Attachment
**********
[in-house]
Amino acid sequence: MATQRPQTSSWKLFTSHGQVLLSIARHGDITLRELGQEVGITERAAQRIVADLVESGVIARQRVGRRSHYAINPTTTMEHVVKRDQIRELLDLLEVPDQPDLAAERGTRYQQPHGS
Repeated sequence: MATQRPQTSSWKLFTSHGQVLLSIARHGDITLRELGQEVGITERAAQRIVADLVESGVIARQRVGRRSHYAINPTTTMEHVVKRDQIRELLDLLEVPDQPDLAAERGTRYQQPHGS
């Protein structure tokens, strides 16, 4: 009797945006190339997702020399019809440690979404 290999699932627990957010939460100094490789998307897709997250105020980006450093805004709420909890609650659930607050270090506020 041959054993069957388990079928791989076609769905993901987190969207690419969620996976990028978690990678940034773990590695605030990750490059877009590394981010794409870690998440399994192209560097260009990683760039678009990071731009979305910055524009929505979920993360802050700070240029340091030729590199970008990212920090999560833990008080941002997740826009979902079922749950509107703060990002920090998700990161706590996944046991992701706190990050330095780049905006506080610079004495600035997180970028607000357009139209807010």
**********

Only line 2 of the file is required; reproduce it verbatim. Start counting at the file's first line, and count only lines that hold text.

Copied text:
Amino acid sequence: MATQRPQTSSWKLFTSHGQVLLSIARHGDITLRELGQEVGITERAAQRIVADLVESGVIARQRVGRRSHYAINPTTTMEHVVKRDQIRELLDLLEVPDQPDLAAERGTRYQQPHGS